"..and his mother called him Bill"
Duke Ellington & His Orchestra
Billy Strayhorn Compositions
Trumpets – Cootie Williams, Cat Anderson, Mercer Ellington, Herbie
Jones, Clark Terry (Flugel)
Trombones – Lawrence Brown, Buster Cooper, Chuck Connors
Clarinet – Jimmy Hamilton
Saxes - Johnny Hodges, Russell Precope, Paul Gonsalves, Harry
Piano - Duke Ellington.
Bass – Aaron Bell
Drums – Sam Woodyard
- Blood Count
- After All
- The Intimacy of the Blues
- Rock Skippin’ at the Blue Note
- All Day long
- Lotus Blossom
- Acht O’clock Rock
- My Little Brown Book
- Lotus Blossom
How I came to miss out on this music when it was first
released on LP, I don’t know, but I am ever so grateful to have it in
my collection now. It was made in 1967 as a tribute to the then recently
deceased Billy Strayhorn. Billy or ‘Sweet Pea’ as he was known, was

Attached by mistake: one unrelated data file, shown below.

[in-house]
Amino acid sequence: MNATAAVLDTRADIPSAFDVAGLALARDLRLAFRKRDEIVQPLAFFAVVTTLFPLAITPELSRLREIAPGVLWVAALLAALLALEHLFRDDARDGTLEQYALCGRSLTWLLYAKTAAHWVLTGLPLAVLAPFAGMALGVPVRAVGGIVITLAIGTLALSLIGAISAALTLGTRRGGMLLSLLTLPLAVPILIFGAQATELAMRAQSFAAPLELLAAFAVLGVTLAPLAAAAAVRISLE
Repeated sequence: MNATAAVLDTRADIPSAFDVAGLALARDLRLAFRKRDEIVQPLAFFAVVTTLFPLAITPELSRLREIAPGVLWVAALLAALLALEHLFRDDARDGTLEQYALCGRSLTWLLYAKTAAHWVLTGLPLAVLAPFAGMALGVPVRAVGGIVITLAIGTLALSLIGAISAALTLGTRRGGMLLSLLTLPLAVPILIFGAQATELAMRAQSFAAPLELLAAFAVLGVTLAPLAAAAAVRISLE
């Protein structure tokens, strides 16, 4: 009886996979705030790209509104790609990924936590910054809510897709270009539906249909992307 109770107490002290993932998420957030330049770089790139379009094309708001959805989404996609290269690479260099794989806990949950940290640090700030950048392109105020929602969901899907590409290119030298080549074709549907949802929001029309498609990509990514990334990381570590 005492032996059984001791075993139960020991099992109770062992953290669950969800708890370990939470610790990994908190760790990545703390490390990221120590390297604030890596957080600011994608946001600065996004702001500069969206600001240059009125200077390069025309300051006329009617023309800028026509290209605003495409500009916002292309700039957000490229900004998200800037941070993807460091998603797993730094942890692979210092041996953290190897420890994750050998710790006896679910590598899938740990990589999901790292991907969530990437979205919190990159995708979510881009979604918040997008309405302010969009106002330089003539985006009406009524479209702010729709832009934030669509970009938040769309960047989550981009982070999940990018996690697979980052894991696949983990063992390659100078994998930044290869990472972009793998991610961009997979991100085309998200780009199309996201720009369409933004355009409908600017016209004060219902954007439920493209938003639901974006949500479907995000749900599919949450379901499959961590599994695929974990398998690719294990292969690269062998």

nearly as influential on the Ellington Band as the leader himself. Even
the signature tune, ‘Take the A Train’, was a Strayhorn composition
although that one is not included in this collection.
If anyone is in any doubt as to just what a great orchestra
Ellington had assembled at that time and just how excellent a composer
and arranger Strayhorn was, should hear this record, which demonstrates
both facts beyond doubt
Both Ellington and Strayhorn wrote their music with
the current band members in mind, those who followed had to sort that
out for themselves, most stayed however for relatively long periods
of time. This band is full of star musicians, Johnny Hodges, Cat Anderson,
Clark Terry, Paul Gonsalves, Harry Carney and Jimmy Hamilton are all
musicians with individual style and tone which makes them instantly
There are two versions of Lotus Blossom, a solo version
and a trio version, the Duke being featured on both. It was the tune
Strayhorn most liked to hear the Duke play. Strayhorn’s arrangements
have stood the test of time brilliantly, if you listen to the big band
arrangers of to-day, many of the sounds they use were already in use
by him in the 1960’s and before.
Take my tip – Order this, it is essential music
for the serious jazz collector.
As the Duke said in a Eulogy he wrote in 1967 "God
Bless Billy Strayhorn"